And seen in and by the Elwood canal

Saturday, 3 December 2016

Sovereign Hill

Sovereign Hill didn't open until 10am so a bit of a lie in this morning. The attraction re-creates Ballarat’s first ten years after the discovery of gold in 1851 when thousands of international adventurers rushed to the Australian goldfields in search of fortune. It’s just like stepping back in time with the ladies and gents all dressed in costumes of the era. Even the school children got involved, dressing up and re-enacting parts of the history.

Chinese quarter.

The town

Chinese tents


The boilers (R) that power the everything related to the mines including the stone crushers. below L


Looking at the trees you would think it is our Autumn. Spring growth makes them look very colourful.

They need an undertaker.

And a doctor, veterinarian and dentist. One man for all the needs.

Firing the musket. and a cap lock pistol.

We spent all day there. Yes it has so much to see and do but was kicked out by 5pm. Then at 6pm the doors opened again for the Christmas Market. We stayed to see what was on offer. All I can say was a big disappointment as the goods on offer were the same as when we were walking round looking in the shops. But the place was heaving. Obviously a very popular market for the locals.

Tomorrow we are off to see if we can find the Auzzie canals in Melbourne. Wonder why we have been wished good luck???!!! .

A Silkie Bantam doing the deed (Kept in the Chinese quarters for the eggs and food during the gold rush ) and an Auzzie wasp.

Cock Silkie

Friday, 2 December 2016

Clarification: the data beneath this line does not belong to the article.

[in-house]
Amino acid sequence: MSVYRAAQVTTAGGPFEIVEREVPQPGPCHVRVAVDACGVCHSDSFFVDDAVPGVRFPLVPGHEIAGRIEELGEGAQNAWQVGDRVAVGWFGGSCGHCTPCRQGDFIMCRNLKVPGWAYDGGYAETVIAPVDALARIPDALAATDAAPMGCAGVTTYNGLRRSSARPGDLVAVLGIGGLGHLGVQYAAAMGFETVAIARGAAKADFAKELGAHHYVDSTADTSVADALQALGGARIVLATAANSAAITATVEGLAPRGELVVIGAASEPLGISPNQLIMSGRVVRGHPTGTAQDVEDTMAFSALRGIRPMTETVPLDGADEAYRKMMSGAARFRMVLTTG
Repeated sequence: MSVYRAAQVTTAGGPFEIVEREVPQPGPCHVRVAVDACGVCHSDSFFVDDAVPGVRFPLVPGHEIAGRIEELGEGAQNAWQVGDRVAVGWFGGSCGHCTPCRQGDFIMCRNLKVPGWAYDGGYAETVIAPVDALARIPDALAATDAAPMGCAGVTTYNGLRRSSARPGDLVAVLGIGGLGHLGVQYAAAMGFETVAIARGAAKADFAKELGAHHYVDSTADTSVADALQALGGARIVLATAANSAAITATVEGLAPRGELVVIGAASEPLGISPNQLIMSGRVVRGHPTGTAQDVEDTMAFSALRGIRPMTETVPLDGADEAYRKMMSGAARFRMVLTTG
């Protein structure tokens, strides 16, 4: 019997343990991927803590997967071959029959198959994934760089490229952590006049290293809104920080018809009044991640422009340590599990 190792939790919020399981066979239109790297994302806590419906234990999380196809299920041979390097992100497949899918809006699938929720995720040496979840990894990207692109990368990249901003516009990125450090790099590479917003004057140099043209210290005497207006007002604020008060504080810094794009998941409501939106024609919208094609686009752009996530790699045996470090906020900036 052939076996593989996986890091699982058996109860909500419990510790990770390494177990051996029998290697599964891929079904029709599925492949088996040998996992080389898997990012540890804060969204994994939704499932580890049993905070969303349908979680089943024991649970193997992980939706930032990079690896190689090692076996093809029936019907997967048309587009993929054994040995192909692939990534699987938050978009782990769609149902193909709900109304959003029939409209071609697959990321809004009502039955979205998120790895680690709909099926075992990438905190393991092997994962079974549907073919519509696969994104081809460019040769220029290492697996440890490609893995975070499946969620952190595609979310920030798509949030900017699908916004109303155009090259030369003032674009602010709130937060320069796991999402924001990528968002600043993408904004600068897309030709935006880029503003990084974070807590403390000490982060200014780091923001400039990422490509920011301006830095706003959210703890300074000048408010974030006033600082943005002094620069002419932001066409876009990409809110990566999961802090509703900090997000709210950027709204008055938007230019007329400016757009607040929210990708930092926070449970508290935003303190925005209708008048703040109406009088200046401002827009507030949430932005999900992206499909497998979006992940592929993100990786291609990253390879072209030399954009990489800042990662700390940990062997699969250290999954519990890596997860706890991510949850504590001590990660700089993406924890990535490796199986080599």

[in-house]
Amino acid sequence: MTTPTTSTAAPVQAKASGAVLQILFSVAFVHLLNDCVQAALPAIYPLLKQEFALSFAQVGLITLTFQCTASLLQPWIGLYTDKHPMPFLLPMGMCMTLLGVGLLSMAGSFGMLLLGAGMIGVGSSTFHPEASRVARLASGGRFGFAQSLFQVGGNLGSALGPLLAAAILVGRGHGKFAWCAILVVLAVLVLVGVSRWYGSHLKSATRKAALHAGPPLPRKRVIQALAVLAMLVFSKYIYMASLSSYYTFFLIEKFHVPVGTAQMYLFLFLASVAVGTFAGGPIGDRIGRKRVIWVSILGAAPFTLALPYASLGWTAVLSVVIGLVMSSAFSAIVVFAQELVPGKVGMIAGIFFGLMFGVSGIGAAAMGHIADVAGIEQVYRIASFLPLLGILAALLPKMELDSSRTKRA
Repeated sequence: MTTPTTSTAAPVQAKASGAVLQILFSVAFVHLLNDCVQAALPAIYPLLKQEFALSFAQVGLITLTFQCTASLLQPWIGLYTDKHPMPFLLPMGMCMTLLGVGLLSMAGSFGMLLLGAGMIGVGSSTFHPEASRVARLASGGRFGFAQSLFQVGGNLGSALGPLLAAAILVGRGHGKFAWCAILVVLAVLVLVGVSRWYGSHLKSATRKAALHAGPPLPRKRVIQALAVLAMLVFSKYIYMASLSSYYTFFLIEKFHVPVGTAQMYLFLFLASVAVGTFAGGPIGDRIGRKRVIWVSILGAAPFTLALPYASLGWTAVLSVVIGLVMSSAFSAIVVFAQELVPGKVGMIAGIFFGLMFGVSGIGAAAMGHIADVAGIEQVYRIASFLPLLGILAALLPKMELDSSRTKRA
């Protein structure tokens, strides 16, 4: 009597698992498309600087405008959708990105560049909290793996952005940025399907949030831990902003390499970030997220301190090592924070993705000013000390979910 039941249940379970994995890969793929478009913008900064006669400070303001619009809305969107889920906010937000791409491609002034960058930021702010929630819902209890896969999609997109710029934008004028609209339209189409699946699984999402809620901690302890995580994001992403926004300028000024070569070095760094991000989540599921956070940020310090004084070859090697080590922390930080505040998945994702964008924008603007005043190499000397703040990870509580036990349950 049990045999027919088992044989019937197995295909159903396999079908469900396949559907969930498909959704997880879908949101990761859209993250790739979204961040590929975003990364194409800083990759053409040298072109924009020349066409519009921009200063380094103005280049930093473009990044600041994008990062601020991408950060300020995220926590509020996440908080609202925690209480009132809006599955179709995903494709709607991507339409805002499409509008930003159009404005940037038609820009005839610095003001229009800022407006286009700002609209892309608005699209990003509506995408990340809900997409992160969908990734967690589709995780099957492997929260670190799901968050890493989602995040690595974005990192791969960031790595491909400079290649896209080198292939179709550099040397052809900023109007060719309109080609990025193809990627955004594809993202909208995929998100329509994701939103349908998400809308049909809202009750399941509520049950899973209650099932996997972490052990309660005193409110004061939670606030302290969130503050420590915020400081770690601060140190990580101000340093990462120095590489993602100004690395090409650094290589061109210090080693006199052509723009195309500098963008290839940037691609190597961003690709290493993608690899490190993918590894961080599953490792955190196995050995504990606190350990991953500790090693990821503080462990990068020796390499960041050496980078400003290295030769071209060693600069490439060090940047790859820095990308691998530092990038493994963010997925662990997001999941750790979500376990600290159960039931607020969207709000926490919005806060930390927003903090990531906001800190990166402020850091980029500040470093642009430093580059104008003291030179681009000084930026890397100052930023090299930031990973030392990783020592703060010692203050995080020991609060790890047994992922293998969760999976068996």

Christmas decorations Ozzie style

Time to leave Dunkeld and we hitched up the van and drove to Ballarat. The journey of about 170 km was via Ararat. The site owner warned us the shorter route of 147 km was rough and with our history of losing wheels, maybe not a good idea.  Ballarat means resting place from the origin "Balla" and "Arat" given by the Aboriginal people. Not in any hurry and with the road excellent, we took our time stopping for a tea break half way. Got a decent site 3km outside the town centre and then went to find a tourist information. Told of a must see attraction at Sovereign Hill so we have earmarked that for tomorrow. Now that we are near to Melbourne we also plan to find the canals! Yes there are canalised rivers and our mission is to find and write about them for our canal society magazine. Planning that trip for Saturday I gave Roger and Heather nb Celtic Kiwi a ring. First contact was back in November as we set off for our 6 week Great Ocean Road trip. Living near to Melbourne we had hoped to meet when we were in the area but unfortunately they have commitments this weekend so it is not to be. But we have arranged to meet with Elly and Mick  who travelled the UK waters on nb Parisian Star before selling and returning to Oz. Bendigo is their home town and we leave to see them on Sunday. So a lot planned for the next few days.

Early morning reflections at Dunkeld lake.

Gateway caravan park


Only this critter today.

Another spider but this time on the caravan . Jumped from one side of the door to the other. Assumed it is a jumping spider.

Blog Archive